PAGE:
Set aside the differences in sharing things like photos and videos. Set aside the differences in how the app store and media purchases work. Hell, you can even set aside the differences in cost, hardware design and software design in general. And you’d still be left with the biggest problem Android faces over platforms like iOS today: manufacturers are still releasing too many damn phones. It’s what affects a company’s ability to provide timely updates, what keeps accessory manufacturers from supporting more devices and what makes Android look like the the dumb-phone OS of the future.
Japan’s NTT Docomo has announced their latest lineup of devices in the “Next” and “With” series to be sold this summer; both feature a handful of Android devices. Actually, handful isn’t quite right. Maybe truck load. Or landfill. In total, NTT Docomo detailed 17 different Android devices. 16 phones and one tablet. There’s devices from Fujitsu, Panasonic, LG, Sharp, Toshiba, Sony and Samsung.
Now before I go any further, I want to make it known that I believe a certain level of choice is a good thing. But there can be too much of a good thing. Verizon has been guilty of it in the past. The biggest manufacturers in the world, like Motorola, HTC and Samsung, are all guilty of it. But what Docomo has done with their summer lineup of devices just blows my mind.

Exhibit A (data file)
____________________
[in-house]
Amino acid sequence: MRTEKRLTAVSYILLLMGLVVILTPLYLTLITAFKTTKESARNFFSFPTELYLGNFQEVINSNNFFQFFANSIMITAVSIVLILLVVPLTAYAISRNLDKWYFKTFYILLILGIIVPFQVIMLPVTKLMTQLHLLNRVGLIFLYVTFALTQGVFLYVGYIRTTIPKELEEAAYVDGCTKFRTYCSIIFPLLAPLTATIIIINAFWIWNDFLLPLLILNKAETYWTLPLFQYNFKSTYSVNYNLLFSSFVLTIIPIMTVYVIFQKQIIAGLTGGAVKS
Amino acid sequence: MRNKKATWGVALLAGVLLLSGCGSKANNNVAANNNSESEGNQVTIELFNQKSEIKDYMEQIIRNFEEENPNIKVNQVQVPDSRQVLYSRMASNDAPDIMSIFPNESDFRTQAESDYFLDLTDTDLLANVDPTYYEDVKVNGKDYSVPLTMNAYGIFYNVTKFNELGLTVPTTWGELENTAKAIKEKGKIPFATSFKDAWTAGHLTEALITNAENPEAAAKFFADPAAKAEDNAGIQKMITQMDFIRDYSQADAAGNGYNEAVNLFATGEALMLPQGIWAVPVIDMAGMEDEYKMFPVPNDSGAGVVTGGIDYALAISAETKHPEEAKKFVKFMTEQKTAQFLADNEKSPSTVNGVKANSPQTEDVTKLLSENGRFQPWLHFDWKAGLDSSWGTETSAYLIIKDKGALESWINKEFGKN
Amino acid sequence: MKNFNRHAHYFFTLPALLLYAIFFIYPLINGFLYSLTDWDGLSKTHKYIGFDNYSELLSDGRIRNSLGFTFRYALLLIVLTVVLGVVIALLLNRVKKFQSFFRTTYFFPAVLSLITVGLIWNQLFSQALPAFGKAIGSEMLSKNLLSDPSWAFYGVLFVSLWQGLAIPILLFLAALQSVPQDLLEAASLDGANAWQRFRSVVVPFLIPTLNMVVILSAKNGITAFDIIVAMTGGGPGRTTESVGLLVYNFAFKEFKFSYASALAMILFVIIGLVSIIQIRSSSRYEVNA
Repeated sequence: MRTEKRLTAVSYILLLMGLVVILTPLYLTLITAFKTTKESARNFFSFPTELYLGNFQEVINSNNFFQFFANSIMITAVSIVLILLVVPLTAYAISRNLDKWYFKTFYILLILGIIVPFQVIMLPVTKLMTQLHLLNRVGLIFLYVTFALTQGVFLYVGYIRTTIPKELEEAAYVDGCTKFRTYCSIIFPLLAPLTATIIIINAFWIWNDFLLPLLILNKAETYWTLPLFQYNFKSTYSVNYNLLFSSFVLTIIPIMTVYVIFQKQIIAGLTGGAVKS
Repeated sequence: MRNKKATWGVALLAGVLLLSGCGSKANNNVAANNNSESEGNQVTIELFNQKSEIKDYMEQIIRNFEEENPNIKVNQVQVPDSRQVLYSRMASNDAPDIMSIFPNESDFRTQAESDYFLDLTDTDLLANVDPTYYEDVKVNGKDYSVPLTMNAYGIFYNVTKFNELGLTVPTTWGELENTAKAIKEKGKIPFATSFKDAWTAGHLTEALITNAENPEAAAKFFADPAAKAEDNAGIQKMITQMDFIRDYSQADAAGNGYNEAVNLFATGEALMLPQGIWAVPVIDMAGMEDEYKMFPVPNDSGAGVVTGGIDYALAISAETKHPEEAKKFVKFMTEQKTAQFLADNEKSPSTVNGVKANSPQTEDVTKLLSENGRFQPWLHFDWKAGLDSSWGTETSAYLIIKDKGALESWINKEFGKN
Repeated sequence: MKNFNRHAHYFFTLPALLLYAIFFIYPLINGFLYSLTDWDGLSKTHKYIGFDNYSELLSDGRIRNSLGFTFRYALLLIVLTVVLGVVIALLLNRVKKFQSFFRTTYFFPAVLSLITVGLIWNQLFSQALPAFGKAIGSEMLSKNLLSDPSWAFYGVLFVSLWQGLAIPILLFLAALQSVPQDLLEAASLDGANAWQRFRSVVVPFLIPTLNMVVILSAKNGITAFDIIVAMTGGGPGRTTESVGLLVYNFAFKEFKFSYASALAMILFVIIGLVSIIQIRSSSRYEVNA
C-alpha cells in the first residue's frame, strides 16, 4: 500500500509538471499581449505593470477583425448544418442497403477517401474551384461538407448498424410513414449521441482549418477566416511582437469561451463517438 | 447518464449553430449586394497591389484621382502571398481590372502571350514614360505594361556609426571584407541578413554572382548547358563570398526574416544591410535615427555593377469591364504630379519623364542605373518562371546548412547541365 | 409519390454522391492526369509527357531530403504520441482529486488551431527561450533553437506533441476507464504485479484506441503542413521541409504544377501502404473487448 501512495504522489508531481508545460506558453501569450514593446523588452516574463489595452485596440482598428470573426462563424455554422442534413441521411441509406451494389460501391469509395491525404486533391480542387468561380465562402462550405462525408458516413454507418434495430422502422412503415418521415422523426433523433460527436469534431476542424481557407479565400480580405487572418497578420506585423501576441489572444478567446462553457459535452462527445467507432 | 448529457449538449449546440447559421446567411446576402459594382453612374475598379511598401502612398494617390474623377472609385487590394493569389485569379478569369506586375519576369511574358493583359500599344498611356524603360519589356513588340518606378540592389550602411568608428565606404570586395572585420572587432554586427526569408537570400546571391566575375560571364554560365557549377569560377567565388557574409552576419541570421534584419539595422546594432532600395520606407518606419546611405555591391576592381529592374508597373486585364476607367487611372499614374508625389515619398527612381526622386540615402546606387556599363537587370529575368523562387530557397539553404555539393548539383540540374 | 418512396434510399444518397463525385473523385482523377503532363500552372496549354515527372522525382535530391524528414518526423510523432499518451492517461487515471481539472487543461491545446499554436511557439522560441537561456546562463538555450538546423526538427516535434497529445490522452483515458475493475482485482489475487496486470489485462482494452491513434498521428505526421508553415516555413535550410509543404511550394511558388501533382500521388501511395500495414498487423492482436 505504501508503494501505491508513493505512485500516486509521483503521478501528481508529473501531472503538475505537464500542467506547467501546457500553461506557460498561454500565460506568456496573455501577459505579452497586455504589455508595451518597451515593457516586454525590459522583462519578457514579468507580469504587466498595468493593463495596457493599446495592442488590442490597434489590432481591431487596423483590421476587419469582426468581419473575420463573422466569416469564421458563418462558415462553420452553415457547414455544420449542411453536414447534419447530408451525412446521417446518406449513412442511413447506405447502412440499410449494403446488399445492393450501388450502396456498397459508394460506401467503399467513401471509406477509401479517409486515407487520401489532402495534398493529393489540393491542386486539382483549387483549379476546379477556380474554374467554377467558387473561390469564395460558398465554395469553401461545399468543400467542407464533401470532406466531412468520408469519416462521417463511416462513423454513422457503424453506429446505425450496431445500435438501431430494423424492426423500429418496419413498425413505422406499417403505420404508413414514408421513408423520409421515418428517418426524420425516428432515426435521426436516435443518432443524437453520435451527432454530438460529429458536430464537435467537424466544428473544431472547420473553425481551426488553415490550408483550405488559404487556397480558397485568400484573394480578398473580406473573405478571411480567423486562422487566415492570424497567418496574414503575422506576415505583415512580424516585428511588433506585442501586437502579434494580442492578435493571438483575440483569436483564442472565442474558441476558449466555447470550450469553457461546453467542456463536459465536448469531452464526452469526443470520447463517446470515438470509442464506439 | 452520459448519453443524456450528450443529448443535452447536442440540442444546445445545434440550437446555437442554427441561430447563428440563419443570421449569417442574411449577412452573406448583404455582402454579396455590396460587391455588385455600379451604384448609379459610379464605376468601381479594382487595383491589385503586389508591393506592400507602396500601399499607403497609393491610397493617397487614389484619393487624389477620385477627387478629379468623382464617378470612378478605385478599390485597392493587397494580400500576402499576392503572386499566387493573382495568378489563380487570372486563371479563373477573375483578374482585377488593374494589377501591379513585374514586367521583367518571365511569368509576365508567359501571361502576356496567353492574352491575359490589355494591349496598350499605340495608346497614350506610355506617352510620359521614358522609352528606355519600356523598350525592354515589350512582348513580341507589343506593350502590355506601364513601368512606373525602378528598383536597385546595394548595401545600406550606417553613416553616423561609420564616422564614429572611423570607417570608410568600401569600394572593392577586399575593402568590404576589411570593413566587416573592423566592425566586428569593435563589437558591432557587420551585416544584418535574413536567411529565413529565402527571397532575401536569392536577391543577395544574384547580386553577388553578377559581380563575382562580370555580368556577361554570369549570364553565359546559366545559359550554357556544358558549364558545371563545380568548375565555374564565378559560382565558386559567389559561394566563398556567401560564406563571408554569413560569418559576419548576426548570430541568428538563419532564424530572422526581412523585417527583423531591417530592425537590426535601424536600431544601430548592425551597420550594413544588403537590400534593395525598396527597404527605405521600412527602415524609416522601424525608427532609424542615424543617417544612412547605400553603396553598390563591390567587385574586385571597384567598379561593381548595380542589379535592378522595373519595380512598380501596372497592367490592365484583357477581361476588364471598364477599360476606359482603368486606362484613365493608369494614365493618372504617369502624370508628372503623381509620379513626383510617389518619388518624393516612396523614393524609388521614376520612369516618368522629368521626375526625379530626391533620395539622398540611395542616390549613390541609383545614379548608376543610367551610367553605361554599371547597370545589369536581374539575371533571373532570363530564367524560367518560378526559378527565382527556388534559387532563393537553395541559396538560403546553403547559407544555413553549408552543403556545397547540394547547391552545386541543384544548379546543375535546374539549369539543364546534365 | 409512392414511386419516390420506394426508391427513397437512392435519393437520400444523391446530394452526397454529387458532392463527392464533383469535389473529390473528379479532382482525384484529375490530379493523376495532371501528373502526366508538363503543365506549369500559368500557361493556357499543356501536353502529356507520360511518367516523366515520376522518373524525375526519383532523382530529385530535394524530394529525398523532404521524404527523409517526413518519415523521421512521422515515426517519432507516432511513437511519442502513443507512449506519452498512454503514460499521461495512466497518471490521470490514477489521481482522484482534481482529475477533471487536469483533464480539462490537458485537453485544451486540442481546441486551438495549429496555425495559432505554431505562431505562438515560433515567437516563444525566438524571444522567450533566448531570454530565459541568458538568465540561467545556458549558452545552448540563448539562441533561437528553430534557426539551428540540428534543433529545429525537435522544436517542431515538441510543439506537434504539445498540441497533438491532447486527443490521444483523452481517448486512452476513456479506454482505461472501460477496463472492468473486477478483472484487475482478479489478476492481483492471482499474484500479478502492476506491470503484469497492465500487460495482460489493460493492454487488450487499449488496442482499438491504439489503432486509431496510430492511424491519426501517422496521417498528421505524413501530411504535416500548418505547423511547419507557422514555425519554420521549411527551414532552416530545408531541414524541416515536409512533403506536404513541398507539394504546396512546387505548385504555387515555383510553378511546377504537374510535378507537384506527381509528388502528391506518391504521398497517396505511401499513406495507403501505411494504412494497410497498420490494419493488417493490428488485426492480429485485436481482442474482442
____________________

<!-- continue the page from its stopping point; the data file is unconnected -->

Are case makers stumbling around, trying to get several different designs made up for each of the 16 phones announced? Has Docomo sat down with all the manufacturers who are providing handsets to discuss how and when the next updates will be delivered to those handsets? Do popular Japanese app developers plan to run out and buy 16 new phones this summer to ensure app compatibility?
It seems to me that NTT Docomo is treating Android like the dumb-phone OS of the future. In the past, carriers like Docomo and Verizon here in the US would release dump loads of dumb-phones, all with the same OS, but slightly different variations. Some with bigger screens, some with physical keyboards, some with good cameras, etc. Those handsets were never updated to get rid of any bugs that made it through the pre-release process, cases were hard to come by, there was no such thing as accessories like stereo docks (even for the special music phones of the day). With the way phones were released, quality was an issue. There was never enough time spent on each device throughout the development process.
RIM was the first company to change the cycle by releasing a couple different models of BlackBerrys a year, all of them the same all around the world. Sidekick was also a part of the trend, and so was Motorola (at least for awhile) with the release of the RAZR. Apple has carried the torch and taken it even further by releasing only one device a year. Someone like Docomo is not only going against a trend that actually makes sense for consumers, they’re actually destroying progress.
Bottom line: Releasing too many phones hurts app compatibility. It hurts the update process. Handset quality suffers, and in turn, so do consumers.
Carriers and manufacturers, feel free to provide a rich portfolio of Android smartphones. Don’t feel bad trying different things. But for the love of all that is good with the little green guy, don’t do what Docomo has done. Just stop it.